What does Biden’s economic team say about his priorities?

What does Biden’s economic team say about his priorities?
Source: Mike Segar, Reuters
The team will be tasked with fulfilling the Biden-Harris pledge to “build back better” following the coronavirus pandemic.

The Biden-Harris team has begun unveiling its nominees for the top positions in its economic team, showcasing a preference for prior Washington political experience.

The team will be tasked with fulfilling the Biden-Harris pledge to “build back better” following the coronavirus pandemic, as well as “creating an economy that gives every single American a fair shot and an equal chance to get ahead,” per the Biden-Harris website.

The nominations focus on the top Senate-confirmable positions, which include the Secretary of the Treasury and its deputy, the Director of the Office of Management and Budget, as well as positions on the Council of Economic Advisers.

While some of the nominations have already received bipartisan approval – in particular, the nomination of former Federal Reserve chair Janet Yellen to the position of treasury secretary – others have not.

The nomination of Neera Tanden, the president and chief executive officer of the Center for American Progress, to direct the Office of Management and Budget has already been met with protest from Republicans.

Regardless of whether all President-elect Joe Biden’s nominees will be confirmed, their selection tells us a great deal about what the economic priorities of the Biden administration will likely be.


The Biden-Harris team has unveiled the names of those who will help direct the administration’s economic policy as the United States attempts to recover from the coronavirus pandemic.

As treasury secretary, Biden has chosen former Federal Reserve chair Janet Yellen, who his website describes as being “among the most accomplished and decorated economists in modern history.”

Her deputy will be Adewale Adeyemo, former senior international economic adviser to President Barack Obama and senior adviser at investment giant BlackRock Inc. Adeyemo is described as a “leader with deep experience across both the economic and national security space.”

As Director of the Office of Management and Budget, Biden has selected Clinton-confidante Neera Tanden, describing her as a “veteran of multiple presidential administrations” and a “leading architect and advocate of policies designed to support working families, foster broad-based economic growth, and curb inequality throughout her career.”

For the Council of Economic Advisers, the influential body that helps to provide economic policy analysis and forecasting, Biden has chosen the current Dean of the Princeton School of Public and International Affairs, Cecilia Rouse, as the council’s chair, with Jared Bernstein and Heather Boushey as members. Rouse will be the first African American to chair the body.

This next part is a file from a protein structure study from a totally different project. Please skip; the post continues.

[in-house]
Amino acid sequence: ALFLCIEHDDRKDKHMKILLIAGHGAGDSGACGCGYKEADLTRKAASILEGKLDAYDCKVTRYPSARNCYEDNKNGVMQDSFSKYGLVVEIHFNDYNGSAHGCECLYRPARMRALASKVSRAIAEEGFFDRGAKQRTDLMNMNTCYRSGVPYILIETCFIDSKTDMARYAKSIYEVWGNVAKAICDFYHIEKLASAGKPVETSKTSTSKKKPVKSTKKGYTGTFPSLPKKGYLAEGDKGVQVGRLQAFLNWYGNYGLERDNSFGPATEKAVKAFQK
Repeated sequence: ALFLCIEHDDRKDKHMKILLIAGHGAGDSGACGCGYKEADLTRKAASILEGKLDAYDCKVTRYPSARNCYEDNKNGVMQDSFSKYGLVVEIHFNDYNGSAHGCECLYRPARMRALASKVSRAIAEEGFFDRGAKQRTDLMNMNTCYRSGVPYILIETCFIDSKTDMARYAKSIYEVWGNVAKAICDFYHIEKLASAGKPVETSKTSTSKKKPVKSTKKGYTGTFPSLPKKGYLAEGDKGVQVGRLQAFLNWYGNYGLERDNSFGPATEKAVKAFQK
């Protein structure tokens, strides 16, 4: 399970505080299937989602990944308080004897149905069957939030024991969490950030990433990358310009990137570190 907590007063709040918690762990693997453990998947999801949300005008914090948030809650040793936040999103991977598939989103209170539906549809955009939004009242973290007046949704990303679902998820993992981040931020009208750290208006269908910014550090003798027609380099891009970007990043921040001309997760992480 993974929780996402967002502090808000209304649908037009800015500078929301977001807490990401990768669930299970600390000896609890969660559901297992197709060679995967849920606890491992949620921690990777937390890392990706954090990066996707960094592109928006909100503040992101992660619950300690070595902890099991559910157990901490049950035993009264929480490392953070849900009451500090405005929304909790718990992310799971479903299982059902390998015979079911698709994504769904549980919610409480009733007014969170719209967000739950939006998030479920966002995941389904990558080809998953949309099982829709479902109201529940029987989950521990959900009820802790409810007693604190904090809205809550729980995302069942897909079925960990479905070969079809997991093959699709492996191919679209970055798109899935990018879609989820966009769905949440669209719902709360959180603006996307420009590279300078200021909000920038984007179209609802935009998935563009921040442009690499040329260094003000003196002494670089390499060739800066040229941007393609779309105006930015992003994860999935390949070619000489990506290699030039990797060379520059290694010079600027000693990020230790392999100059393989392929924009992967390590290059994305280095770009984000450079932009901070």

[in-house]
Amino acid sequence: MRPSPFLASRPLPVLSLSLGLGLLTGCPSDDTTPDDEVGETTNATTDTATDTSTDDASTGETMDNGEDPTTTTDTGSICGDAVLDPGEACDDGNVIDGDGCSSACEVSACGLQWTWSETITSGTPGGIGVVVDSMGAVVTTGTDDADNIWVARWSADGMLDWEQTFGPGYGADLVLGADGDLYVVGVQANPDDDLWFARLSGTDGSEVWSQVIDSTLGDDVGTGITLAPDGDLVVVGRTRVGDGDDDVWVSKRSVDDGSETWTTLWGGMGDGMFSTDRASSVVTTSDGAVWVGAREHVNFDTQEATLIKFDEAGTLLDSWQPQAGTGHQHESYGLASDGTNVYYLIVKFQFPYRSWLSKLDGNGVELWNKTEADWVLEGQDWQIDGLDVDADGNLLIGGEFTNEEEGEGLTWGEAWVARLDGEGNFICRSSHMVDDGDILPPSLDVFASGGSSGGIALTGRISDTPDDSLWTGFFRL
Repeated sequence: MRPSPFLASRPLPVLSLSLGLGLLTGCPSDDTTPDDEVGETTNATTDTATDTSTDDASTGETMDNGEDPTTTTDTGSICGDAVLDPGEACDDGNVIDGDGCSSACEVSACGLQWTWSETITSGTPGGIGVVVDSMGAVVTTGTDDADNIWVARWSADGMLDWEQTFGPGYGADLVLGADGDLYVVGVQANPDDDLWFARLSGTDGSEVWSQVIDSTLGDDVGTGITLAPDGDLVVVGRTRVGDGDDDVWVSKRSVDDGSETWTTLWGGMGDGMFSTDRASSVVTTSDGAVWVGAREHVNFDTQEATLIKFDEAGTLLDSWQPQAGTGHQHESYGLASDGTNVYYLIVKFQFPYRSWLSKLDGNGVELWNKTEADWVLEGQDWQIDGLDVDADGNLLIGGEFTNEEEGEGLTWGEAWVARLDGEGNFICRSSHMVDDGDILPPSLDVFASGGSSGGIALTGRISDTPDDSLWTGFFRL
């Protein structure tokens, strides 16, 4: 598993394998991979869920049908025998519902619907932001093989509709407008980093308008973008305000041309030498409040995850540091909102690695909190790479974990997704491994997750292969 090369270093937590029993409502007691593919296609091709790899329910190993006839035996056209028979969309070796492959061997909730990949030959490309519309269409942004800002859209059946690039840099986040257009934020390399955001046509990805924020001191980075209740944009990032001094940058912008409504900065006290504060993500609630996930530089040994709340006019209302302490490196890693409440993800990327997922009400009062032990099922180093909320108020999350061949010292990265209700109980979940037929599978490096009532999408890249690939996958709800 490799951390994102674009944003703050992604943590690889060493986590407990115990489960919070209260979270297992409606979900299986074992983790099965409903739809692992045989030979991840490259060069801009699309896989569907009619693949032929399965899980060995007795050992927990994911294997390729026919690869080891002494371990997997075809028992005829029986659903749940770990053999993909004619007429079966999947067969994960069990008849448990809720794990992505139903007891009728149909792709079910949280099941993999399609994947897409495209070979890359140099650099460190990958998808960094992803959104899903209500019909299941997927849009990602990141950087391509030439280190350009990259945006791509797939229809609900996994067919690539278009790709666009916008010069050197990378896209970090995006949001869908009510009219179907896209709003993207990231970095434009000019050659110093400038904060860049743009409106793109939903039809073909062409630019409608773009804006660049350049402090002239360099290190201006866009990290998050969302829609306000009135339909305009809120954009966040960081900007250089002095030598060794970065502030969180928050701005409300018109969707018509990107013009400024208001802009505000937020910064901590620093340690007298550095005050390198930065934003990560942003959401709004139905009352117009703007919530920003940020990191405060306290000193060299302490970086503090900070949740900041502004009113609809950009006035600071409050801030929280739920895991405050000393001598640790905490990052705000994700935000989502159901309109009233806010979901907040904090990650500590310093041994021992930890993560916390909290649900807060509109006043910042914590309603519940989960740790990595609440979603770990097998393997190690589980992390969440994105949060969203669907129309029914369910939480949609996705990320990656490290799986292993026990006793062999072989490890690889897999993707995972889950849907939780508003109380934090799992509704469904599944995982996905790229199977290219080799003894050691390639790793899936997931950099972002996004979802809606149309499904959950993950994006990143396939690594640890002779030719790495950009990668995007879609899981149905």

For the National Economic Council, the economic advisory body based within the White House and, thus, more influential than the Council of Economic Advisers, Biden has selected Brian Deese, a former Obama administration official and a current investment executive at the investment firm BlackRock Inc.


These nominations provide valuable insight into the economic policy priorities of the incoming Biden-Harris administration.

The picks suggest Biden “will be implementing an “Obama 2.0” type of fiscal plan,” business analyst Seth Denson told TMS, which provides a reasonable degree of certainty for markets as to what can be expected from Biden’s administration.

Indeed, many of the suggested names have long-term experience in Washington, DC, with most having served in the Obama administration.

As treasury secretary, Janet Yellen will have arguably the highest-profile and most influential position of the group. Yellen’s record as Federal Reserve chair and elsewhere has seen her develop a reputation as a “dove” on monetary policy.

That is to say, Yellen supports low-interest rates and would likely not be too aggressive with regards to reducing the deficit. Testifying before Congress in July, alongside another former Fed chair in Ben Bernanke, Yellen argued that “we do not believe that concerns about the deficit” should prevent Congress from spending big to resolve the coronavirus pandemic.

Responding to her nomination via Twitter, Yellen stated that the US must “restore the American dream” and that, if confirmed as treasury secretary, she would “work every day towards rebuilding that dream for all.”

That said, Yellen has also on occasion raised concerns about the growth of US debt, arguing during a 2018 interview with CNBC’s Steve Liesman at the Charles Schwab Impact conference that if she had a “magic wand” she would “raise taxes and cut retirement spending” to address the “unsustainable” US debt path.

More generally, Biden’s economic picks suggest a focus on drawing from experienced figures and making an equitable recovery a priority.

Tanden, in particular, is one figure who aims to draw from personal hardship as a means to ensure the economic recovery from 2020 is an equal one.